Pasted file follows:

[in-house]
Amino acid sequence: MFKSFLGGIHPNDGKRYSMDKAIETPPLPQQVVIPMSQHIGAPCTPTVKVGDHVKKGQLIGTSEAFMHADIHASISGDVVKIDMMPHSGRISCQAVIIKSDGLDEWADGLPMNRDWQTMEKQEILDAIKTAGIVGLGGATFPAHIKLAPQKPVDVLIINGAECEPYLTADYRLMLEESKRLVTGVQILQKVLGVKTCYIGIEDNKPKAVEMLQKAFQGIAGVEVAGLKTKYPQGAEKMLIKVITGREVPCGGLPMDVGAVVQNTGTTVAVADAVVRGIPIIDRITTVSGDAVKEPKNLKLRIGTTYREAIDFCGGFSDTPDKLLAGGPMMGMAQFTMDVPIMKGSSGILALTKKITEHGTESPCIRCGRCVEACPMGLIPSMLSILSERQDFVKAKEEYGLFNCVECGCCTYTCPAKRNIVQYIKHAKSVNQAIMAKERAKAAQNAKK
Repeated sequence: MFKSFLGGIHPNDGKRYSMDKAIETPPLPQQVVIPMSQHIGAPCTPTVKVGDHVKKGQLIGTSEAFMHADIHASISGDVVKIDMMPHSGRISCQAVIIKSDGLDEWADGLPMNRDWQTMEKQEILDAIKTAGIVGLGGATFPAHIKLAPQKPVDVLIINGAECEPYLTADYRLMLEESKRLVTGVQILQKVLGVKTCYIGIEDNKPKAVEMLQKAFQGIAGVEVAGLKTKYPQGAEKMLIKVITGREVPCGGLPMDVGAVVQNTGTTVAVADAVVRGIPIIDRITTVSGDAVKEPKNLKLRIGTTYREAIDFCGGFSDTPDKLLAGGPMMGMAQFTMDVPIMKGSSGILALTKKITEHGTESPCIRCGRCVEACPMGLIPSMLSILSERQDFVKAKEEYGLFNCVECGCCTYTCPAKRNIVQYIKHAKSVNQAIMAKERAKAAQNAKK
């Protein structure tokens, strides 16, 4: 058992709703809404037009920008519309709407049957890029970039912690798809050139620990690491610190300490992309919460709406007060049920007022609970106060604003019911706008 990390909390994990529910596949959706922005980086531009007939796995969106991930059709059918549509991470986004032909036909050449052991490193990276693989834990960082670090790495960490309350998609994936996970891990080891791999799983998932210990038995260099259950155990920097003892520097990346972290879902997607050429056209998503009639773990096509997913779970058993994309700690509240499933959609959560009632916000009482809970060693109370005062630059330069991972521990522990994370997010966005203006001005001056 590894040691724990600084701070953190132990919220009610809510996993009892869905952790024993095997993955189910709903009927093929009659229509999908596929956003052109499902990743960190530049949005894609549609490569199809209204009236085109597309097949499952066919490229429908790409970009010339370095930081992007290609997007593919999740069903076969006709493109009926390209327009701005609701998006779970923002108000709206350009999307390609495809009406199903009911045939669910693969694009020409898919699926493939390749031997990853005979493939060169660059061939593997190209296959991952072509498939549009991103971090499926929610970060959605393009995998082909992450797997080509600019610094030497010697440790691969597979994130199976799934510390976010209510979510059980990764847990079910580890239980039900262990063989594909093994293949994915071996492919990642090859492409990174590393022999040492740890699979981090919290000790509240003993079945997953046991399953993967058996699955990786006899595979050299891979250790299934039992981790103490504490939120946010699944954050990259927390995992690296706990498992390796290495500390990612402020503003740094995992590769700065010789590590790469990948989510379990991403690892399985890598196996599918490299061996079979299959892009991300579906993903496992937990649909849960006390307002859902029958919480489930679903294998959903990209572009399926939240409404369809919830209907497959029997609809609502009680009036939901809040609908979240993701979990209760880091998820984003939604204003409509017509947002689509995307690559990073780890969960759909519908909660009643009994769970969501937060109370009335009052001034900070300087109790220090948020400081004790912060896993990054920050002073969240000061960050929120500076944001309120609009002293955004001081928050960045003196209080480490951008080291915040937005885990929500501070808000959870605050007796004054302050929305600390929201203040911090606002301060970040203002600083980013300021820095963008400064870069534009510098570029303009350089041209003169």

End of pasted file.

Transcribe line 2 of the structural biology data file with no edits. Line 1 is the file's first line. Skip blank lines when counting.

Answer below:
Amino acid sequence: MFKSFLGGIHPNDGKRYSMDKAIETPPLPQQVVIPMSQHIGAPCTPTVKVGDHVKKGQLIGTSEAFMHADIHASISGDVVKIDMMPHSGRISCQAVIIKSDGLDEWADGLPMNRDWQTMEKQEILDAIKTAGIVGLGGATFPAHIKLAPQKPVDVLIINGAECEPYLTADYRLMLEESKRLVTGVQILQKVLGVKTCYIGIEDNKPKAVEMLQKAFQGIAGVEVAGLKTKYPQGAEKMLIKVITGREVPCGGLPMDVGAVVQNTGTTVAVADAVVRGIPIIDRITTVSGDAVKEPKNLKLRIGTTYREAIDFCGGFSDTPDKLLAGGPMMGMAQFTMDVPIMKGSSGILALTKKITEHGTESPCIRCGRCVEACPMGLIPSMLSILSERQDFVKAKEEYGLFNCVECGCCTYTCPAKRNIVQYIKHAKSVNQAIMAKERAKAAQNAKK